Co-living spaces aren’t always the cheapest option available. “You can always find a three-bedroom walkup with no elevator, no air-conditioning, and no dishwasher for less,” says Cushman & Wakefield’s Tjarksen. But in terms of new construction, Tjarksen says, co-living often remains the most affordable choice in urban areas. A Cushman & Wakefield report from last May found that co-living buildings further subsidized rent with amenities like housekeeping services or inclusive utilities, “which in the aggregate represent as much as a 20 percent discount to living alone.”
While discounted rent is part of the pitch, most co-living startups are trying to do more than just offer a deal. Open Door, founded in 2013, currently operates 12 co-living houses on the West Coast, each with its own unique traditions. “We’re not just trying to put butts in bed,” says Jay Standish, Open Door’s cofounder. “Living in community can be one of the most profoundly impactful growth opportunities for many of our residents. That’s our product.”
Standish lives in one of Open Door’s houses, a 6,000-square-foot Oakland mansion called the Euclid Manor. Its dozen residents eat dinner together in a wood-paneled dining room; they share bicycles and camping gear. When roommate squabbles arise—a problem with the cleaning schedule, or the communal groceries—Open Door can step in. “We’re available for community support, to help with interpersonal snags, and just generally keeping tabs on things to help things go smoothly on all levels,” says Standish.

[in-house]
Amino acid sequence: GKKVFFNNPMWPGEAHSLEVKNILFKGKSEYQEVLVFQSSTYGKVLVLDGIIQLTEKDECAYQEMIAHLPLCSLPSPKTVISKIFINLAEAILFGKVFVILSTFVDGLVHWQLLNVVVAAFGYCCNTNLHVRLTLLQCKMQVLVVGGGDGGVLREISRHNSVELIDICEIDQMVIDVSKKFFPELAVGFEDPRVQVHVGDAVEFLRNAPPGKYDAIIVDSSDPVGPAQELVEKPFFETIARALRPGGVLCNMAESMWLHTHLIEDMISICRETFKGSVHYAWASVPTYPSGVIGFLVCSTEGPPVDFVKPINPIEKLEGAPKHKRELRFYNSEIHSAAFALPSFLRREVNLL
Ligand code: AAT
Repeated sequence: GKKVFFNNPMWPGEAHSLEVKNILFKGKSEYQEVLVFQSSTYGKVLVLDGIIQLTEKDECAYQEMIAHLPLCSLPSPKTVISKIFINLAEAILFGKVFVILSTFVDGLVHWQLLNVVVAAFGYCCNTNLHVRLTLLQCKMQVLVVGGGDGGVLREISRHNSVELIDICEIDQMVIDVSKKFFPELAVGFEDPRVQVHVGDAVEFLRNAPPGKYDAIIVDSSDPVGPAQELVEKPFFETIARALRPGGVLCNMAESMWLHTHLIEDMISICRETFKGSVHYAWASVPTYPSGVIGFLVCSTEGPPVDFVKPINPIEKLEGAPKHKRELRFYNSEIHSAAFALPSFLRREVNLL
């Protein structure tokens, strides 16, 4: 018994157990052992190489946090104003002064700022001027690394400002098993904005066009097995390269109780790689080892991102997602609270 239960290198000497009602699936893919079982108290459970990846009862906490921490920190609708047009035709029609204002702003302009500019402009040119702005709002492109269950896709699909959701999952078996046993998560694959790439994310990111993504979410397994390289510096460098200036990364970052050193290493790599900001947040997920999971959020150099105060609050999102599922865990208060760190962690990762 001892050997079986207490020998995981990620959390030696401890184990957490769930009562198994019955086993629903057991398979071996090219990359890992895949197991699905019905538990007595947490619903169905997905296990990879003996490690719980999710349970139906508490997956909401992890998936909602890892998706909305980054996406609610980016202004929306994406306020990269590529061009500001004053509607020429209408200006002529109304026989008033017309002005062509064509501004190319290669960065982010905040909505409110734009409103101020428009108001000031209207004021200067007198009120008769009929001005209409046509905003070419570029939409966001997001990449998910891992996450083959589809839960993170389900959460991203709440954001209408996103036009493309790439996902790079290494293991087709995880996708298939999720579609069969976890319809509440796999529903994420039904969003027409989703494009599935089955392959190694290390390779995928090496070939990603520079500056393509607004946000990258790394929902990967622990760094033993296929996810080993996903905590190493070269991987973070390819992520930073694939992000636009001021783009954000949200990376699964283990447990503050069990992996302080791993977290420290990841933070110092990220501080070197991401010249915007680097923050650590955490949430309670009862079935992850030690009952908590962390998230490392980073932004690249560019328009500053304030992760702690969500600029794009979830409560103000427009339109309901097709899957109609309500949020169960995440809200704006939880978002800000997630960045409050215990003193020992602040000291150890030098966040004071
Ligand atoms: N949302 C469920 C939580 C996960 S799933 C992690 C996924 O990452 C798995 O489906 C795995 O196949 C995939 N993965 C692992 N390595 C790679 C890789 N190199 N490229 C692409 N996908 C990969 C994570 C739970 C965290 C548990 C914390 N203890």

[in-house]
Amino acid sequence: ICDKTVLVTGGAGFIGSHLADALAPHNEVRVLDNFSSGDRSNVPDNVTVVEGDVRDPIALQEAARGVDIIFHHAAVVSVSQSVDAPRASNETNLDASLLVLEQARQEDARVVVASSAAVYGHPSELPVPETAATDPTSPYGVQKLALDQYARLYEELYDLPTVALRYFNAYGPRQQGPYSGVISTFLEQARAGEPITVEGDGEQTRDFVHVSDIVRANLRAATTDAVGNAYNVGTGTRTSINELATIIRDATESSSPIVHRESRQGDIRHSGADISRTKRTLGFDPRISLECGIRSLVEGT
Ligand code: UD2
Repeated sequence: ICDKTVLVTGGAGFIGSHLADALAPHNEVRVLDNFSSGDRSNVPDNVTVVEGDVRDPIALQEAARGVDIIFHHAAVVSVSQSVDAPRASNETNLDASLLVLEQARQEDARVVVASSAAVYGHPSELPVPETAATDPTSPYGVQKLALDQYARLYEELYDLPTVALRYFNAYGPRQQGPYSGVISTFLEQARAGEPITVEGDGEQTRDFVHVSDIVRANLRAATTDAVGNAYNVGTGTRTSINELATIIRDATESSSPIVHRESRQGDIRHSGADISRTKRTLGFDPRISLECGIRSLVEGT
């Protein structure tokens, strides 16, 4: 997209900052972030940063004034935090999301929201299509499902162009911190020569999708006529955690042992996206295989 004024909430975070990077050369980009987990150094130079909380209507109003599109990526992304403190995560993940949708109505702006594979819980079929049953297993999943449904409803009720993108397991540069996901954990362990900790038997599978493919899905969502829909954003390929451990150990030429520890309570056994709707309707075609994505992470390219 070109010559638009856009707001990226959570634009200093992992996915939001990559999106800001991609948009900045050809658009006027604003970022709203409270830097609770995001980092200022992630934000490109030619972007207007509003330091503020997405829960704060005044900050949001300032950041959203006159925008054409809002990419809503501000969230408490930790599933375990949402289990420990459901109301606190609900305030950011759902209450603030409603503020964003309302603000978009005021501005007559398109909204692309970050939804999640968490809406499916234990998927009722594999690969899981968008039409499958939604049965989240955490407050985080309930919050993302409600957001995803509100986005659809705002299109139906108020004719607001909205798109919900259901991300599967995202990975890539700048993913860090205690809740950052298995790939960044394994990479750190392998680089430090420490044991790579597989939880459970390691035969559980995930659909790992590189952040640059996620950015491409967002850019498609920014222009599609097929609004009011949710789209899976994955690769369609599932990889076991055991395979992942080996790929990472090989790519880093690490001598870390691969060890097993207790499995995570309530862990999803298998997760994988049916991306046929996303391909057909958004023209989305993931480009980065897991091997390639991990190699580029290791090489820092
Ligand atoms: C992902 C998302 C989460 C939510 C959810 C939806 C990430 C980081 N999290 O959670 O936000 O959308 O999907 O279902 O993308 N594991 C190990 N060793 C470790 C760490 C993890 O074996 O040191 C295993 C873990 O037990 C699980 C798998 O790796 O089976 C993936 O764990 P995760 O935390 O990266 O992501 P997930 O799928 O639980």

Because each of Open Door’s houses are unique, the residents self-govern. When Oakland residents were asked to shelter in place this spring, the Euclid Manor housemates made their own policies around guests, travel, and hygiene. Some of Open Door’s residents moved out in recent months, citing lost jobs or health concerns, but new residents have also moved in. “When it goes really well, it’s because there’s something more than just housing,” says Standish.
Eventually, some residents simply outgrow co-living. Rej Jenkins moved into Treehouse in December, making him one of its earliest residents. He likes the range of people he’s met there, and the convenience of making a latte in the resident café rather than having to walk down the street to get one. But when the Covid crisis hit and his girlfriend’s roommate moved out, he started spending a lot more time at her place, where he has more space to himself. “I like being able to come home and know that I put something in the kitchen, it’s still in the kitchen,” he says. He still stops by for Sunday dinners on occasion, but he hasn’t spent much time at Treehouse lately. “I’m 31,” says Jenkins. “I don’t want roommates.”